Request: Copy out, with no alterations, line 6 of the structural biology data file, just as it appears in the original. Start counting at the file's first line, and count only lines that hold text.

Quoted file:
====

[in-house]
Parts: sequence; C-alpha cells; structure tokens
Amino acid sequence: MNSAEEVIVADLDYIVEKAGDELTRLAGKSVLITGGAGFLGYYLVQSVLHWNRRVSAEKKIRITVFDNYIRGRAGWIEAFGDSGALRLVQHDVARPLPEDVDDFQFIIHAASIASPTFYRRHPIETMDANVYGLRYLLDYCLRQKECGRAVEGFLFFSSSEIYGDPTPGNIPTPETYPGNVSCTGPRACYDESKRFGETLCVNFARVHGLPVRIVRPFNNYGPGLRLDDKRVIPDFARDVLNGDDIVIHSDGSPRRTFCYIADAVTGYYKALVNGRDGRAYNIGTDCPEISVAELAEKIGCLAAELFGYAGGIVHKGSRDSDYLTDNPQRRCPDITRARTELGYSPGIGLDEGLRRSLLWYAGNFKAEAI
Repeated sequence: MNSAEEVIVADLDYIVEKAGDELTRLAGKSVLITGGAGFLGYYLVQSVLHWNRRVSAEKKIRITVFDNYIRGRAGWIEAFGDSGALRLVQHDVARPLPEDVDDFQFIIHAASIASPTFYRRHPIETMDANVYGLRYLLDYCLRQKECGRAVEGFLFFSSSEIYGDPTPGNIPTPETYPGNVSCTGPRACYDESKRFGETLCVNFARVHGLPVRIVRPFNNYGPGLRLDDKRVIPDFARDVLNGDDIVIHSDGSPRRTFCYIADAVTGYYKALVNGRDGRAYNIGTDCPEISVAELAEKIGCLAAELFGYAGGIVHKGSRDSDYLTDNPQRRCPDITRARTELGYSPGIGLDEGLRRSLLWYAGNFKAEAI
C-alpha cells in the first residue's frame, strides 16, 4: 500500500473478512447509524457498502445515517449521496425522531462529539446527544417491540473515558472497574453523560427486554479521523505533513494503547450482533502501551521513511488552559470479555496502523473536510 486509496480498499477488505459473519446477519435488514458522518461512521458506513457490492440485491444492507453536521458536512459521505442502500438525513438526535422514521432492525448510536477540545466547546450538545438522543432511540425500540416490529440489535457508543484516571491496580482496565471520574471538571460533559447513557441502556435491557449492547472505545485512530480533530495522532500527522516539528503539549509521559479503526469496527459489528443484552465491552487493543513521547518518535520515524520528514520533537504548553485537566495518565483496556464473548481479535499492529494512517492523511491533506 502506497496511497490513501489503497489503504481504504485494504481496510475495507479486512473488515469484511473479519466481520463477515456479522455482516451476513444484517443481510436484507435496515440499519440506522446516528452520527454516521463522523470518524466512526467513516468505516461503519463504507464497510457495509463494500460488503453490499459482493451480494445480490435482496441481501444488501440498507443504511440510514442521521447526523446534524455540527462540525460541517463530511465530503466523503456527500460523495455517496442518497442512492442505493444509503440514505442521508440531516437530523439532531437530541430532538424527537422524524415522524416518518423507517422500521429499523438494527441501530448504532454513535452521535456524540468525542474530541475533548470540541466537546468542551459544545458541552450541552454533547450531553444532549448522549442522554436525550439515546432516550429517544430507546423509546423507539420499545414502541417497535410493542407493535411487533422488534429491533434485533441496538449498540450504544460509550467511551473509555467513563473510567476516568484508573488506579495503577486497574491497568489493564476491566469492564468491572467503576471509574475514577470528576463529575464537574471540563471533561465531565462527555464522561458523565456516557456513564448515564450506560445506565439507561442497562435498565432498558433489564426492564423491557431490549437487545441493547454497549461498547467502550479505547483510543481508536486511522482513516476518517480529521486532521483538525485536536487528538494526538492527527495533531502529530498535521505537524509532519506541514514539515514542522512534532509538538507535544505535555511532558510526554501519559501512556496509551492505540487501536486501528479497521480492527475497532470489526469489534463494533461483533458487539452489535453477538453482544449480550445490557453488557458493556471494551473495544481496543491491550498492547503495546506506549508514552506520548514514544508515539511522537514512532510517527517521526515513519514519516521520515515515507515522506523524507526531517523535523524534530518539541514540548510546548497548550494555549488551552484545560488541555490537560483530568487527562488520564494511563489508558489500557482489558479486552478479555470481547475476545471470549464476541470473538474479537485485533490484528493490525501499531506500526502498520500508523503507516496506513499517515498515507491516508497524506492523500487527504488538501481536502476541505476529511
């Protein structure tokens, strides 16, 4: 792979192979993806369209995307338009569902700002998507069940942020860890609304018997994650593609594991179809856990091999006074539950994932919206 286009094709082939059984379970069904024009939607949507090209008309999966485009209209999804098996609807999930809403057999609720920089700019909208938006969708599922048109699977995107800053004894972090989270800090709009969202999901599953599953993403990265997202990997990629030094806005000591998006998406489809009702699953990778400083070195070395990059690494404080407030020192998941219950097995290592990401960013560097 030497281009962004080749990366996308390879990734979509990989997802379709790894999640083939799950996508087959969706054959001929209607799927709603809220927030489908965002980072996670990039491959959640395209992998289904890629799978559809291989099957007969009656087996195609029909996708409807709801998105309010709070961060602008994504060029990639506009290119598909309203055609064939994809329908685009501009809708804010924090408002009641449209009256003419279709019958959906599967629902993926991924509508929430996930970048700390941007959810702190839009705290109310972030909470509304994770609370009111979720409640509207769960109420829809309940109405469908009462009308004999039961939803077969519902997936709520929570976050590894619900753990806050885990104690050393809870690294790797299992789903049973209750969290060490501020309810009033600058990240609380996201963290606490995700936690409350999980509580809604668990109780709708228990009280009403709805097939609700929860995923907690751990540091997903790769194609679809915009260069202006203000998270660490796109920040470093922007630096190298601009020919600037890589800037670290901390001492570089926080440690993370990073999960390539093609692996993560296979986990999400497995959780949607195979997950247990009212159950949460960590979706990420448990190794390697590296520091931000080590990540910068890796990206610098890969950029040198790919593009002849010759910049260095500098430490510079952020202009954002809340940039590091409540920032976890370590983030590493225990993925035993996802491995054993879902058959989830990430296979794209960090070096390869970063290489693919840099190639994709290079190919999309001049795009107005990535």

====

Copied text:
């Protein structure tokens, strides 16, 4: 792979192979993806369209995307338009569902700002998507069940942020860890609304018997994650593609594991179809856990091999006074539950994932919206 286009094709082939059984379970069904024009939607949507090209008309999966485009209209999804098996609807999930809403057999609720920089700019909208938006969708599922048109699977995107800053004894972090989270800090709009969202999901599953599953993403990265997202990997990629030094806005000591998006998406489809009702699953990778400083070195070395990059690494404080407030020192998941219950097995290592990401960013560097 030497281009962004080749990366996308390879990734979509990989997802379709790894999640083939799950996508087959969706054959001929209607799927709603809220927030489908965002980072996670990039491959959640395209992998289904890629799978559809291989099957007969009656087996195609029909996708409807709801998105309010709070961060602008994504060029990639506009290119598909309203055609064939994809329908685009501009809708804010924090408002009641449209009256003419279709019958959906599967629902993926991924509508929430996930970048700390941007959810702190839009705290109310972030909470509304994770609370009111979720409640509207769960109420829809309940109405469908009462009308004999039961939803077969519902997936709520929570976050590894619900753990806050885990104690050393809870690294790797299992789903049973209750969290060490501020309810009033600058990240609380996201963290606490995700936690409350999980509580809604668990109780709708228990009280009403709805097939609700929860995923907690751990540091997903790769194609679809915009260069202006203000998270660490796109920040470093922007630096190298601009020919600037890589800037670290901390001492570089926080440690993370990073999960390539093609692996993560296979986990999400497995959780949607195979997950247990009212159950949460960590979706990420448990190794390697590296520091931000080590990540910068890796990206610098890969950029040198790919593009002849010759910049260095500098430490510079952020202009954002809340940039590091409540920032976890370590983030590493225990993925035993996802491995054993879902058959989830990430296979794209960090070096390869970063290489693919840099190639994709290079190919999309001049795009107005990535």